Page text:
The 1969 P.R. Young Peoples Convention

Plans for the1969 Protestant Reformed Young People’s convention started almost before the 1968 convention ended. Our people in Redlands started working right away. Soon the other churches started raising money for part of the conventioneers’ expenses. The pre-convention projects themselves set up an atmosphere of togetherness and promoted unity among us young people. Although the anticipation was great, the actual event was greater.
For many of us, the “event” started early Wednesday morning, on the thirteenth of August. We were driven to Chicago’s O’Hare Airport by parents or friends. At about 11:00 AM, we boarded the chartered plane, a Boeing 707 jet. About half an hour later we took off, accompanied by the prayers of our relatives and friends.
En route we were served a delicious meal while we enjoyed the scenery. Flying over the states took a good three hours and twenty minutes. We were welcomed in Ontario International Airport by members of the Redlands society and other conventioneers who had driven to California. Indeed, the welcome was warm in more ways than one, but the 116 degree heat wasn’t foremost in our minds as we waited for our luggage.
After placing our luggage near the waiting campers, we boarded busses for the ride to Redlands. Once in Redlands, we rode to Sylvan Park, where we registered and received lodging assignments. (I don’t know how the lady in charge of lodging got us all situated so fast!) After punch and cookies, we left for our new homes.
Late in the afternoon we conventioneers were brought to Hidden Valley, a small resort with a very cooling lake.
The next morning we went to Redlands Protestant Reformed Church for a business meeting. At this meeting, dues were again set at ten dollars per member. The Beacon Lights staff was given a set quorum and the Hudsonville society was split into Junior and Senior societies. At that time, a lot of the P.R.Y.P. Federation’s constitution was revised for the sake of better wording.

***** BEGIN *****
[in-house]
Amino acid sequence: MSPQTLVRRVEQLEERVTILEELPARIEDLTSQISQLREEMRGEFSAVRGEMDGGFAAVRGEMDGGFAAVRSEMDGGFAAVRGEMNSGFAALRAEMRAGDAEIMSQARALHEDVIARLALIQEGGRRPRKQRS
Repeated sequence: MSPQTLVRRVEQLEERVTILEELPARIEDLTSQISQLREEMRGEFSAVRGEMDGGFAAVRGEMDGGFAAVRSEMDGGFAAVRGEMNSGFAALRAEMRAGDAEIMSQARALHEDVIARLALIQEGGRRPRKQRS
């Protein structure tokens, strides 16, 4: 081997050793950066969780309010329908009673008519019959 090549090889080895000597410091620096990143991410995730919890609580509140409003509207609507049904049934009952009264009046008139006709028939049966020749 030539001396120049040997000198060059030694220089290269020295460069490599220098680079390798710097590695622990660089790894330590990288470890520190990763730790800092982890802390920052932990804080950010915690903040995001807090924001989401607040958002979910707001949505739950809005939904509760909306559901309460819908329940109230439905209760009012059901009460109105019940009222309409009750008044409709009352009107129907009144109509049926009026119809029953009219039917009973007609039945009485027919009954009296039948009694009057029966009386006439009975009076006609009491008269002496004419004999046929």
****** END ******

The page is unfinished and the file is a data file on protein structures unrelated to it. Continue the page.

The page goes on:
A new federation board office was created, that of “Youth Coordinator”. He is a lay member of one of our churches who works with the young people more closely than our advisors have time for. However, we still do have advisors and their role isn’t decreased.
The suggested rearrangement of the finance section brought the most fireworks on the convention floor. The wording is now changed to be very precise about expenses of the board, particularly about convention traveling expenses.
I suspect that now the individual societies will take a more active interest in federation affairs. Maybe now we’ll all realize that this is our federation. It can’t exist without us, and we do have a voice in its activities. Unfortunately, “the voices” meet only once a year, so if your society feels that something should be done, the business meeting is the time to air your thoughts. Please remember that the executive board would like to know of any business you have by June, so that it can be printed on the agenda for the next convention. However, business meetings are opened to new business every now and then during the meetings.
Anyway, after our first business meeting adjourned, we walked to Sylvan Park for lunch, games and discussion groups. The main topic of discussion was “The Christian and Politics”. Some subtopics were: A possible Christian Party, Women Voting and Conscientious Objectors.
After a supper at our respective homes, the theme of the convention, “The Greatest of These” (I Corinthians 13), began to take shape. Reverend Heys spoke at the first mass meeting on the topic of “Love, The Greatest Virtue.” He explained various aspects of love, but still left plenty of room for the other speakers. His speech is printed in this issue.